That scared me all over again, but when the something still didn’t do anything, it occurred to me that maybe it was telling me how I could help.

Turning back, which was easier now, I said:

“I’m sorry, I can’t understand you.”

And it was like the terror which had encased my mind burst, like a soap bubble pricked by a needle. The something wasn’t terrifying anymore; it was just strange, and a little lost-looking.

Whuuhp whup,” it said, sadly.

It couldn’t understand me, and I couldn’t understand it. So we stared at each other awkwardly until I woke up.

I haven’t had a nightmare since.

I still have bad dreams, of course. Brought on by anxiety or stress or just a weird, upsetting jumble of images and feelings as the result of my brain uncluttering itself. But they’re not nightmares. Any time I feel that creeping sense of terror that used to develop into a nightmare, there’s a piece of me, stronger than the terror, that turns around and asks the equivalent of “hello, can I help you?”

I’ve kept this experience to myself for over twenty years now, but after recently sharing it with my family, it occurred to me that it might help other people to hear it too. Because I realize now, that dream has had a huge impact on the way I deal with fear in the waking world.

To wit: I don’t run from the things that frighten me; I look at them closely. I try to figure out why they frighten me. A lot of the time it turns out there’s nothing really to be afraid of—or I’m actually afraid of something else. Even when it is something legitimately scary, understanding it helps me deal with it reasonably and rationally, which always makes things less terrifying.

I think we can learn to do this without having deeply powerful and meaningful dreams, of course. But I also think lot of my inner strength in the face of adversity stems from the fact that I was as terrified in my dream as I’ve ever been while I was awake, and I conquered that. There is nothing more frightening than our own imagination, as any writer will tell you. So what’s left to scare you after you’re not scared of that anymore?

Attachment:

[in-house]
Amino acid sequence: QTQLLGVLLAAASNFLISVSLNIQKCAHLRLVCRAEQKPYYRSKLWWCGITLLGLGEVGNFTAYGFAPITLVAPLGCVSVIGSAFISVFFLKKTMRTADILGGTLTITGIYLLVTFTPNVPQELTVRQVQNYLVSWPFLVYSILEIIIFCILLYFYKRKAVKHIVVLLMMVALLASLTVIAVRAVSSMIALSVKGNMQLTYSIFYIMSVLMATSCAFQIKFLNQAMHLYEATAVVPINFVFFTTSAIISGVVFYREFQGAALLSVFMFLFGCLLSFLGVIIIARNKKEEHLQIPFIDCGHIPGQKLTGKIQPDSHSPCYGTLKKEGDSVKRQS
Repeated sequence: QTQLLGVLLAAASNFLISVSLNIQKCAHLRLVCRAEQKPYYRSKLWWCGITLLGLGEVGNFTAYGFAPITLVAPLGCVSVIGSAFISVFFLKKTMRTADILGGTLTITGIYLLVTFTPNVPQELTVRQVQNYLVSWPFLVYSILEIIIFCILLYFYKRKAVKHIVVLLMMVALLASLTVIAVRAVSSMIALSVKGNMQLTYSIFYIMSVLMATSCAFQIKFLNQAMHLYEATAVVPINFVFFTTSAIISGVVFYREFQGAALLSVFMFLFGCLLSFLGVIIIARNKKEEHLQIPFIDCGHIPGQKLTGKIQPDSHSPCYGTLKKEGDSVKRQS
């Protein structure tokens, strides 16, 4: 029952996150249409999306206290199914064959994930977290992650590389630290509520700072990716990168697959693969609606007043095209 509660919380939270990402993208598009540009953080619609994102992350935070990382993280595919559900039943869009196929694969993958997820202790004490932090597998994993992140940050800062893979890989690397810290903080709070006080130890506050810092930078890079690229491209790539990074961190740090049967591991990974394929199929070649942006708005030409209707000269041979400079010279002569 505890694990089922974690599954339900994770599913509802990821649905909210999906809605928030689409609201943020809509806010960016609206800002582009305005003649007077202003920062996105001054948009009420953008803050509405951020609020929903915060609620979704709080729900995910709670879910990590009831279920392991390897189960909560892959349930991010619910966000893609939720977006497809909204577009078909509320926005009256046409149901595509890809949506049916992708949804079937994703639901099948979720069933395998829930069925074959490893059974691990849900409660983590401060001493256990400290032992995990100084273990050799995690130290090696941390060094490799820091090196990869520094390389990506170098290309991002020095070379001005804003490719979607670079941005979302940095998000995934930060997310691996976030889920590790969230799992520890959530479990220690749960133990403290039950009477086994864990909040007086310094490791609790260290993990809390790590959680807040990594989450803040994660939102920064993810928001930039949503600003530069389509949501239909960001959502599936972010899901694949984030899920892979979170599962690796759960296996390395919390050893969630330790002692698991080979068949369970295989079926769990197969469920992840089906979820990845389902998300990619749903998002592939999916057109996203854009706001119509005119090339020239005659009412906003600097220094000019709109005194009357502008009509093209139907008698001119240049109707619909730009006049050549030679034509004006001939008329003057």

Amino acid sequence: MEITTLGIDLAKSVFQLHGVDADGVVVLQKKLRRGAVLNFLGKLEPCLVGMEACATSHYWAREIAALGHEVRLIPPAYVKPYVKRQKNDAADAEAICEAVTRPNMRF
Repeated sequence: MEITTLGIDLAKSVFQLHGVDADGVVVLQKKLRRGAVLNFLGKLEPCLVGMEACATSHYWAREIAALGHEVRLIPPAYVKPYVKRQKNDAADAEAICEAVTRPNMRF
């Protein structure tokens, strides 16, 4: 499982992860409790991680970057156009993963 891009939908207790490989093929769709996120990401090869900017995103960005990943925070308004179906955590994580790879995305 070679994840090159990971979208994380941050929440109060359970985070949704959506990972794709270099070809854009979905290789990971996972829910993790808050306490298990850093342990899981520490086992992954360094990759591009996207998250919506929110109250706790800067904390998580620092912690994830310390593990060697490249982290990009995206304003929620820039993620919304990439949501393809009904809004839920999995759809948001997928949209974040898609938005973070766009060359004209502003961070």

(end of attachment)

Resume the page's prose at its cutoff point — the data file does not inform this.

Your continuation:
Many years after I had this dream, I picked up a copy of Sandman by Neil Gaiman, and was a little bemused to find the message of “DREAMS ARE IMPORTANT” repeated over and over again. It fits, of course, with the theme of the comic, but to me it seemed a little heavy handed. I knew just how important dreams could be. I’d known it since I was seven years old.


Goldeen Ogawa is a writer, illustrator and cartoonist. She is not sure if this anecdote will actually help anyone conquer their own nightmares, but at the very least it’s an interesting example of how powerful our dreaming minds can be. To keep tabs on her waking life you can follow her on twitter @GrimbyTweets, and on Tumblr. You can also contact her directly.

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One of the questions I get asked most frequently (and sometimes rather impertinently) when people learn of my profession is something along the lines of “how on earth do you make a living at that?”

They don’t always phrase it exactly this way, but this is essentially what they are asking. How do you earn a living writing stories and drawing pictures? Which is actually a little rude, I think. I don’t ask the barista at my favorite coffee shop how much she’s paid per hour, nor do I ask my dentist what his annual income is. Of course, the difference is these are both professions where people have some sort of pre-existing framework for how the people involved earn money: by wages, tips, service fees, etc. Most of the time they are curious about the how of my income, rather than the actual amount of it.

It’s still annoying. Not only because my profession, despite being incredibly rewarding and important, does not pay very well at all, but because there are so much more interesting things to talk to an artist about.

When I was at World Fantasy this year I heard a lot of talk about how people are going about keeping body and soul together in this brave new era of electronic media and crumbling traditional edifices. It is important and relevant that we think about these things, since its difficult to create and publish material when you don’t have enough to eat or a house to live in, but it is also important to remember that life is a transient state, and ultimately the measure of our existence will be taken in the quality of the art we leave behind. In other words, our work, divorced from its capacity as a means to earn money, is worth looking at for its own merits.